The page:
The rate of prescription of codeine to children in emergency departments for injuries and cough and upper respiratory infection remained the same from 2001 through 2010 despite guidelines recommending against its use for these conditions.
The overall rate of codeine prescription to children in emergency departments declined from 2001 through 2010, but a substantial number of children are still treated with the medication, according to the results of a new study. The study also found that the proportion of children given codeine to treat injuries or cough or upper respiratory infections did not decrease, despite national guidelines that recommend against its use for these maladies.
Separate national guidelines issued in 2006 from the American Academy of Pediatrics and the American College of Chest Physicians recommend against use of codeine to treat pain and to treat cough or upper respiratory infections in children because the medication is often ineffective and has been associated with dangerous effects, including death. Recent research has indicated that the medication is still commonly prescribed to children in Europe, but whether or not the recommendations have affected prescribing practices in the United States has been unclear.
The current study
, published online on April 21, 2014, in Pediatrics
, estimated the frequency of codeine prescriptions for children in emergency departments over a 10-year period to assess the impact of the 2006 guidelines. Annual codeine prescription rates were estimated using data from the National Hospital and Ambulatory Medical Care Survey database on children aged 3 to 17 years who visited emergency departments from 2001 through 2010. The frequency of opioid prescriptions was estimated for all visits, for visits involving an injury, and for those involving cough or upper respiratory infection.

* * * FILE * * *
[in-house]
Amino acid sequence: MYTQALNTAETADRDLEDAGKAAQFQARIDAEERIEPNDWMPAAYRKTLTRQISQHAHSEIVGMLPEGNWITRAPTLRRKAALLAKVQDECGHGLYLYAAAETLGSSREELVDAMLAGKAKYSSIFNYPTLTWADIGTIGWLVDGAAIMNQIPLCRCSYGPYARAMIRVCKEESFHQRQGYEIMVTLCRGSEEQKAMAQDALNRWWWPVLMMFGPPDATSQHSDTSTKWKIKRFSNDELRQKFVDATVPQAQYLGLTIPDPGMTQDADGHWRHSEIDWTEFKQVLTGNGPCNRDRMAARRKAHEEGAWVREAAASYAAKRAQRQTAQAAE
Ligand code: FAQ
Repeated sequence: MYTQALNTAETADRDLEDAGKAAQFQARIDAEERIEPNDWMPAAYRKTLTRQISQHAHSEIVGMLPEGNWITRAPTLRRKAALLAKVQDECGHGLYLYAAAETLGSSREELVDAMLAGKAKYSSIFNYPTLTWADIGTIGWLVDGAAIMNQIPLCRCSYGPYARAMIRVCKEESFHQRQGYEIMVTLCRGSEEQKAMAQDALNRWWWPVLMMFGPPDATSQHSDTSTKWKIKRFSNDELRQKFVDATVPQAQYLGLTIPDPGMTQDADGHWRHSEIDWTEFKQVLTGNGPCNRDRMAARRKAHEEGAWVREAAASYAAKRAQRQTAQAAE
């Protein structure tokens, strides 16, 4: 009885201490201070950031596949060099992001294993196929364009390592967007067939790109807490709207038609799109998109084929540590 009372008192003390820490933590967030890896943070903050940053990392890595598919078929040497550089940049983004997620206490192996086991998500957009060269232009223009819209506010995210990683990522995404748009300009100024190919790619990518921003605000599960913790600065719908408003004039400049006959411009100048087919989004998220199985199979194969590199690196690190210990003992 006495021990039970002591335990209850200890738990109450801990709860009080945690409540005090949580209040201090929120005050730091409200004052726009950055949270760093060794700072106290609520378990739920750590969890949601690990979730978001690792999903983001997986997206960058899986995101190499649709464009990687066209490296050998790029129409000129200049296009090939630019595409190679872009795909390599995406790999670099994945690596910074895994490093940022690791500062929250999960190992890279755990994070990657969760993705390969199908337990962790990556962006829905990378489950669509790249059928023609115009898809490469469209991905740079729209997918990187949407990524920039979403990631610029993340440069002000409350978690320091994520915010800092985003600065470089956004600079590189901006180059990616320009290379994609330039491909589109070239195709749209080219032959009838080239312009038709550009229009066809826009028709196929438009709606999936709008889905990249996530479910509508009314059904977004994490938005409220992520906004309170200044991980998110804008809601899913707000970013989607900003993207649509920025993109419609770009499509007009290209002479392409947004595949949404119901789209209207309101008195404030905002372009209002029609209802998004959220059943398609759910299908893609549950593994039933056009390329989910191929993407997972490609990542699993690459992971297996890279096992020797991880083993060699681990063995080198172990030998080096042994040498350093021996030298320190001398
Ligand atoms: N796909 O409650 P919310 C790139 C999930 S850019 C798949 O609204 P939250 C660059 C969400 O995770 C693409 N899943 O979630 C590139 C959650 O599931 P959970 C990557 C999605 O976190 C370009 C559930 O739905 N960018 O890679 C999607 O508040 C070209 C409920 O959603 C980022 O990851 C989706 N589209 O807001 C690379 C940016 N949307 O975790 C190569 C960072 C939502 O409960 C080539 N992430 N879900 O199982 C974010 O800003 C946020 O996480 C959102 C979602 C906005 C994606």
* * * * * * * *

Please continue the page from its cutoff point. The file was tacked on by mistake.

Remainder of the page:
The results indicate that overall use of codeine among children has declined. Pediatric prescriptions for codeine decreased from 3.7% of all emergency department visits in 2001 to 2.9% in 2010. However, prescribing rates for children presenting with injuries and with upper respiratory infections or cough did not significantly change over the study period. On average, 2.8% of children who visited the emergency department for cough or respiratory infection were prescribed codeine each year, and these rates did not significantly change after the guidelines were released in 2006.
The results also found that children aged 8 to 12 years were more likely to be prescribed codeine than were those aged 3 to 7 years, and that providers outside of the Northeast were more likely to prescribe the medication. Non-Hispanic black children were less likely to be treated with the medication than were non-Hispanic white children, as were those covered by Medicaid compared with those with private insurance.
“More effective interventions are needed to prevent prescription of this potentially hazardous drug to children,” the study authors write, suggesting that ibuprofen and hydrocodone are safe and effective alternatives to codeine for children.